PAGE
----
Author Topic: Is male and female cycling clothing that different?  (Read 1151 times)

Gattopardo

  • Lord of the sith
  • Overseaing the building of the death star
Is male and female cycling clothing that different?
« on: November 11, 2019, 12:49:43 pm »
So I have bought an altura pink ladies cycling jacket, from halfords as it was £10 and I like pink.  The SO things it strange that I bought ladies clothing.  Is it that strange or odd of me? 

bludger

  • Randonneur and bargain hunter
Re: Is male and female cycling clothing that different?
« Reply #1 on: November 11, 2019, 01:03:53 pm »
I don't think so. The problems seem to be mostly coming back the other way - women commonly find that men's clothing fits very poorly, but if you find that the clobber fits you then chalk that up as a result.
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Cudzoziemiec

  • Dormant but requires tea
Re: Is male and female cycling clothing that different?
« Reply #2 on: November 11, 2019, 01:06:45 pm »
I'd imagine that as it's a jacket, it'll be woman shaped, with allowance for breasts and waist. But as it's a cycling jacket, it might not be, particularly if it's lycra. Lots of women seem to wear nominally-men's lycra jerseys, after all.

Liking pink is not odd IMO.

The garment I wonder about is socks. "Women's cycling socks" seem to be more common than "women's cycling jerseys". I'd have thought there isn't really much difference in shape between women's and men's feet. Also, that cycling-specific socks are a bit, well, special nerdery really.
The unwilling rider and the one who leaves each control in turn without reluctance, with no desire to come back, obviously cannot be making the same journey, even though their brevets are identical.

Re: Is male and female cycling clothing that different?
« Reply #3 on: November 11, 2019, 01:09:34 pm »
Are you happy with your new jacket? Yes? Problem solved. Next question?

A

Re: Is male and female cycling clothing that different?
« Reply #4 on: November 11, 2019, 01:13:24 pm »
Liking pink is not odd IMO.

It might be a problem the other way round. I mean for a woman who needs womanly shaped cycling gear, and who doesn't like pink. It sometimes proves very difficult to find non-pink gears!

A

Cudzoziemiec

  • Dormant but requires tea
Re: Is male and female cycling clothing that different?
« Reply #5 on: November 11, 2019, 01:14:54 pm »
Liking pink is not odd IMO.

It might be a problem the other way round. I mean for a woman who needs womanly shaped cycling gear, and who doesn't like pink. It sometimes proves very difficult to find non-pink gears!

A
Anodised cassette? That's bling! ;D
The unwilling rider and the one who leaves each control in turn without reluctance, with no desire to come back, obviously cannot be making the same journey, even though their brevets are identical.

FifeingEejit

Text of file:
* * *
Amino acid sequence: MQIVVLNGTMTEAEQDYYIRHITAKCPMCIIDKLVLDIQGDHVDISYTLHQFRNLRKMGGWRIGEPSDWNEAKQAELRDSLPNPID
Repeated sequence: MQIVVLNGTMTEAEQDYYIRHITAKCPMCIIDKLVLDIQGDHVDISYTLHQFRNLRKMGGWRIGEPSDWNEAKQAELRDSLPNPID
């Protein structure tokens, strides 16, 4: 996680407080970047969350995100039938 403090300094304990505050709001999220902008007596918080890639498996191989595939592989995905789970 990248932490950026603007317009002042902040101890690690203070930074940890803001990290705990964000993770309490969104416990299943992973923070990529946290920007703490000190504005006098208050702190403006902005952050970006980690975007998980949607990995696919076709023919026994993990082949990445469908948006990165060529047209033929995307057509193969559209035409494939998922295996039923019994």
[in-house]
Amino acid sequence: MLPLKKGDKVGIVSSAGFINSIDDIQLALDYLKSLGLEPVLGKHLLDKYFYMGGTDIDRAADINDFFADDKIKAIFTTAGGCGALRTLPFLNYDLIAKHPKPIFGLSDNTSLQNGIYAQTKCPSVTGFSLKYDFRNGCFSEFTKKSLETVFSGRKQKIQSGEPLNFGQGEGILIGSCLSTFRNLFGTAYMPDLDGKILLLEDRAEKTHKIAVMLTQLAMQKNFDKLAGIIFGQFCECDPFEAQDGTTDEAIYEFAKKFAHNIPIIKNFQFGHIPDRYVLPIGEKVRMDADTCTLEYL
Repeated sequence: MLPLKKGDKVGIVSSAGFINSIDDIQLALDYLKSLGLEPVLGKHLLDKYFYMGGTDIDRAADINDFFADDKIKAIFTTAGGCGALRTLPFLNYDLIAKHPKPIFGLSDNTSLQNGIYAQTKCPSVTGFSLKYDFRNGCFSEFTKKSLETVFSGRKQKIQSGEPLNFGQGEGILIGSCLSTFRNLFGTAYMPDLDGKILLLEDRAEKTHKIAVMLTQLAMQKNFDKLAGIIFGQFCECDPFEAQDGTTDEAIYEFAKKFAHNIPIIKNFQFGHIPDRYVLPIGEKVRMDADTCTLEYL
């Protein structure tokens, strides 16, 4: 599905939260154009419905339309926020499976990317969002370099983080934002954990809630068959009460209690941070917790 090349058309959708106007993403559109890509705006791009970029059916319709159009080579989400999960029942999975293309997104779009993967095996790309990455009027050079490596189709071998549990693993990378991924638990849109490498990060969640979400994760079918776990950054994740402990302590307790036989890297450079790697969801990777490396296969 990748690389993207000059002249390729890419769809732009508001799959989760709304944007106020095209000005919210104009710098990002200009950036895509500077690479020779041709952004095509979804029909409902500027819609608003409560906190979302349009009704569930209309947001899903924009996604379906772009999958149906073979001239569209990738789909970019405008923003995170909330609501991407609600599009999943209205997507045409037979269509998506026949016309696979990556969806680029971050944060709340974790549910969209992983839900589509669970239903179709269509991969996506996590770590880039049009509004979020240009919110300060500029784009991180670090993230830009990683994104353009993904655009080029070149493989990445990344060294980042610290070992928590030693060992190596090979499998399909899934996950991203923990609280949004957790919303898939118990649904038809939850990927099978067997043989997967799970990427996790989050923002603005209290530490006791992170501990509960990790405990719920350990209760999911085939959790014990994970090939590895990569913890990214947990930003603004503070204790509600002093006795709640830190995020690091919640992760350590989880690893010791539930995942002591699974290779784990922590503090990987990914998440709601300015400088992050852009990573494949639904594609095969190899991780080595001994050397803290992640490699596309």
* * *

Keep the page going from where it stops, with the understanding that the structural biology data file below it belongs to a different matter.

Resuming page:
• Not Small
Re: Is male and female cycling clothing that different?
« Reply #6 on: November 11, 2019, 01:32:44 pm »
The garment I wonder about is socks. "Women's cycling socks" seem to be more common than "women's cycling jerseys". I'd have thought there isn't really much difference in shape between women's and men's feet. Also, that cycling-specific socks are a bit, well, special nerdery really.

Same reason there's "Women's" shoes;
Supposedly the average woman's feet are narrower for the feet of a man with the same length.

But feet are often stupid...
Or at least mine are...

Or is it the shoe sellnig system that assumes Boys feet go up to 5 and mens feet start at 8 and that all feet are symetrical that is stupid?

Gattopardo

  • Lord of the sith
  • Overseaing the building of the death star
Re: Is male and female cycling clothing that different?
« Reply #7 on: November 11, 2019, 01:52:42 pm »
Shoe makers..

Think the SO is intrigued by my dressing in 'womens' clothes

The altura jacket fits better than the ridge mens jacket.

vorsprung

  • Opposites Attract
    • Audaxing
Re: Is male and female cycling clothing that different?
« Reply #8 on: November 11, 2019, 02:04:38 pm »
The pad in bibtights is a different shape

I got some cheap Gore windproof womens bibtights a few years ago.  Presumably they were reduced in price because there aren't many women my height

The pad felt odd so I removed it and used them without a pad
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quixoticgeek

  • Mostly Harmless
Re: Is male and female cycling clothing that different?
« Reply #9 on: November 11, 2019, 02:06:23 pm »

I have quite a bit of mens cycle clothing, purely as the womens stuff doesn't go big enough for my boobs. Cos apparently all women who cycle are flat chested pixies. Or at least that's what the cycle industry seems to think.

J
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Re: Is male and female cycling clothing that different?
« Reply #10 on: November 11, 2019, 02:13:32 pm »
The garment I wonder about is socks. "Women's cycling socks" seem to be more common than "women's cycling jerseys". I'd have thought there isn't really much difference in shape between women's and men's feet. Also, that cycling-specific socks are a bit, well, special nerdery really.

Same reason there's "Women's" shoes;
Supposedly the average woman's feet are narrower for the feet of a man with the same length.


It's probably more likely to just be that socks are sold as a single size item. "Women's" socks are usually size 4-7. "Men's" socks are 8-13. I know this, because I'm a woman with size 8 feet. My socks don't last very long because I'm overstretching them.   

Re: Is male and female cycling clothing that different?
« Reply #11 on: November 11, 2019, 02:34:20 pm »
On the subject of socks: I was in our local mountaineering shop (Tisos, for those that know it) and found a big box of half-price socks. Even better, they were the kind I really liked. There were small men's walking socks (something like size 5-7, although I don't remember the details, but the certainly fit my size 6 feet) and I got 3 pairs. There were also small women's running socks (much thinner, and ankle height rather than mid-calf). These went up to size 5, I think. Too small for me, anyway.